The official Suffolk Coast Path heads inland to Gedgrave Road at Chantry marshes, where the licenced path joins the public footpath.

Licenced footpath back to Orfordtrack across the marsh to the ferry jetty
On the left Licenced footpath back to Orford; On the right track across the marsh to the ferry jetty

Pubs

The Jolly Sailor, Orford View in OS Map | View in Google Map

Address
Quay Street, Orford
Website

Charming 16th century pub on Quay Street in Orford offering freshly caught fish landed at Orford Quay and home smoked hams and hand made sausages and a full compliment of Adnams ales. An array of pastimes are available including dominoes and shove-ha’penny as well as newspapers and during winter months there is a roaring log fire. A sign outside the pub advertises 'Children, Dogs, Parrots and Horse are welcome, humans by appointment!' Legend has it that the pub was built from the timbers of wrecked ships and is said to have been a smugglers haunt. A 'wanted' poster for an escaped lady horse-thief is displayed on the walls of the pub. This was a certain 18-year-old Margaret Catchpole whom was captured at the pub and subsequently transported to Australia. Accommodation available as well as a campsite amidst the orchard at the rear of the pub.

Cottage on the banks of the river with Burrow Hill in the background
Cottage on the banks of the river with Burrow Hill in the background

Features

Butley FerryView in OS Map | View in Google Map

The Butley ferry links Gedgrave and Butley across Butley Creek and is operated by the Alde and Ore Association. This volunteer rowing boat ferry operates on weekends and bank holidays between Easter and the end of September.

Alognside the jetty, there is a notice board with details of the natural habitats and information about the ferry. This includes the following brief history:

"Historically there has been a ferry operating at Butley since at least the end of the 16th century. Landowner Robert Forth employed a ferryman who lived next to the river and, at the time, there was free passage for pedestrians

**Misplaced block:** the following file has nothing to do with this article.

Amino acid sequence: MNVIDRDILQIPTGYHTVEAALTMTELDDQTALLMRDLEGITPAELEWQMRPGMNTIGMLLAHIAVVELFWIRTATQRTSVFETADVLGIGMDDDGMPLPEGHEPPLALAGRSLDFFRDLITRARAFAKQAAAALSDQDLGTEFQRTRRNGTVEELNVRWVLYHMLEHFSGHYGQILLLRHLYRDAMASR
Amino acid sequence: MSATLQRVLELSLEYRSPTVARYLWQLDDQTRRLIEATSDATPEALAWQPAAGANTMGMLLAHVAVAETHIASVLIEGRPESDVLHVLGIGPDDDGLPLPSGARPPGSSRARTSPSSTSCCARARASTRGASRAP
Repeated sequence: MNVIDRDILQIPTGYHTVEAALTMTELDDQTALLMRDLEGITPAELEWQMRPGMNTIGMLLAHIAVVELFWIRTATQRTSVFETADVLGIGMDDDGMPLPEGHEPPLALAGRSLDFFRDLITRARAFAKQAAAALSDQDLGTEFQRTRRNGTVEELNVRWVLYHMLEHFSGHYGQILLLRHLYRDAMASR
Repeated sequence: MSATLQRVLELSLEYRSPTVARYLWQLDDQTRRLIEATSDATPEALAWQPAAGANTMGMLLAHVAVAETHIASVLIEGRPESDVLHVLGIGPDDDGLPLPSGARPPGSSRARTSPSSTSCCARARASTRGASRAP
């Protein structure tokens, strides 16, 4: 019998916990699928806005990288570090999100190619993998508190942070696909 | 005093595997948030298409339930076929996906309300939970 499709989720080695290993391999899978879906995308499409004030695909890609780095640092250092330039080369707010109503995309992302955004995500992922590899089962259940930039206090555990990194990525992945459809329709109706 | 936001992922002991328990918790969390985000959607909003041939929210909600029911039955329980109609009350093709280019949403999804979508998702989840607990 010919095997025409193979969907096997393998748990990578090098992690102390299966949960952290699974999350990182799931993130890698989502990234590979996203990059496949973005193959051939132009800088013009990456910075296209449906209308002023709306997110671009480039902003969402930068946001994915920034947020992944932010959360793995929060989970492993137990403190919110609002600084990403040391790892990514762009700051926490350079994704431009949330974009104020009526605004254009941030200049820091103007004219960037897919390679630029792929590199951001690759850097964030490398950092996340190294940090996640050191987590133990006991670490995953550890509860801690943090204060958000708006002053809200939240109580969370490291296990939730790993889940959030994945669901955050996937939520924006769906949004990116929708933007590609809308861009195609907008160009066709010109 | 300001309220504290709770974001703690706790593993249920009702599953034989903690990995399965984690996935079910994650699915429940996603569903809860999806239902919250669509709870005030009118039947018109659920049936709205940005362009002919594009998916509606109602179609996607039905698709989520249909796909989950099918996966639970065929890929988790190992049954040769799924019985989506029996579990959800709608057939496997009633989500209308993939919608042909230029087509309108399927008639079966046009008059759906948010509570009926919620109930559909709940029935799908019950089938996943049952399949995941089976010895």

In 1632 Robert Forths grandson, William, sold the lease of the ferry, ferry house and land for £300. The land was valuable as it included sheep pasture along the river walls. The amount paid indicated outside investors, who employed local men to run the ferry and farm.

In later years the Smith family ran the ferry for almost a century. When George Smith was run over by a wagon in 1897, his widow, who was left with 10 children, had to row the ferry herself. She was not the first woman to do so, a century earlier another widow Lydia Gunnell operated the ferry.

Jane Connard who holidayed at Ferry Farm in 1914 recalled that the "ferry rarely functioned - the ferryman was constantly in and out of jail". The ferry stopped operating in 1932.

In recent years, the ferry service has been revived."

References

Burrow HillView in OS Map | View in Google Map

On the Butley side of the Butley River is a conspicuous hill known as Burrow Hill. Local legend states that this hill is a burial mound covering a ship and a Danish king surrounded by his treasures and weapons. Valerie Fenwick excavated part of the hill in 1978, revealing 8th century iron working and an Anglo-Saxon cemetery but no royal treasures were found. The graves were all of men, so it may be the site of a monastery.

St Andrews Church, GedgraveView in OS Map | View in Google Map

Although there are is nothing to mark the site, the church of St Andrews in Gedgrave was believed to have been on the left hand side of the Gedgrave road, towards the end of this lane. The church was established prior to 1171 and it is thought to have been a vicarage to Butley priory. By the 16th century it had fallen into disrepair after the dissolution of the monasteries and was eventually completely dismantled around the mid-1500's

Pagodas on Orfordness, aging structure from the secret testing of atomic bomb detonators
Pagodas on Orfordness, aging structure from the secret testing of atomic bomb detonators

Images

Below are a selection of images taken from from the photo album for this walk. Feel free to browse through these or click on any image to view a larger version in the Gallery.

Click on an image below to view the Image Gallery

Maps

Below is the route depicted on the OpenStreetMap, Ordnance Survey Map and Google Map. Links to full page versions are found in the Essential Information

Summary of Document Changes

Last Updated: ... 2017-02-05

2013-04-08 : Update pub website plus add in full image gallery